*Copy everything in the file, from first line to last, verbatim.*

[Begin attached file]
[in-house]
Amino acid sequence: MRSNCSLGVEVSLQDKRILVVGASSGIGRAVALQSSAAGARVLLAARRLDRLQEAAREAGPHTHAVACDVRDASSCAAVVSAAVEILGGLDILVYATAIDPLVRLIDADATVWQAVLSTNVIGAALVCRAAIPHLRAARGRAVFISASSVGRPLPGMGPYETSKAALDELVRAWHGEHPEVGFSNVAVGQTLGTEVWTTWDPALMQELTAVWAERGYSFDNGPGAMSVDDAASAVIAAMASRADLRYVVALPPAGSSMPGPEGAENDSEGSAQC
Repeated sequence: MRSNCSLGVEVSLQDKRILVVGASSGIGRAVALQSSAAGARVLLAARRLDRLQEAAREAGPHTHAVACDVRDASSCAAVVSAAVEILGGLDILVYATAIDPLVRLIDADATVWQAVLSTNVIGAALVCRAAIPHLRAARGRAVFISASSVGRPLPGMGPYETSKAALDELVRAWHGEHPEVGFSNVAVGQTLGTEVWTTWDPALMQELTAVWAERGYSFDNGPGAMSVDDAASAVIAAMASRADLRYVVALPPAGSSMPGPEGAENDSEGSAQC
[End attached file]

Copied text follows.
[in-house]
Amino acid sequence: MRSNCSLGVEVSLQDKRILVVGASSGIGRAVALQSSAAGARVLLAARRLDRLQEAAREAGPHTHAVACDVRDASSCAAVVSAAVEILGGLDILVYATAIDPLVRLIDADATVWQAVLSTNVIGAALVCRAAIPHLRAARGRAVFISASSVGRPLPGMGPYETSKAALDELVRAWHGEHPEVGFSNVAVGQTLGTEVWTTWDPALMQELTAVWAERGYSFDNGPGAMSVDDAASAVIAAMASRADLRYVVALPPAGSSMPGPEGAENDSEGSAQC
Repeated sequence: MRSNCSLGVEVSLQDKRILVVGASSGIGRAVALQSSAAGARVLLAARRLDRLQEAAREAGPHTHAVACDVRDASSCAAVVSAAVEILGGLDILVYATAIDPLVRLIDADATVWQAVLSTNVIGAALVCRAAIPHLRAARGRAVFISASSVGRPLPGMGPYETSKAALDELVRAWHGEHPEVGFSNVAVGQTLGTEVWTTWDPALMQELTAVWAERGYSFDNGPGAMSVDDAASAVIAAMASRADLRYVVALPPAGSSMPGPEGAENDSEGSAQC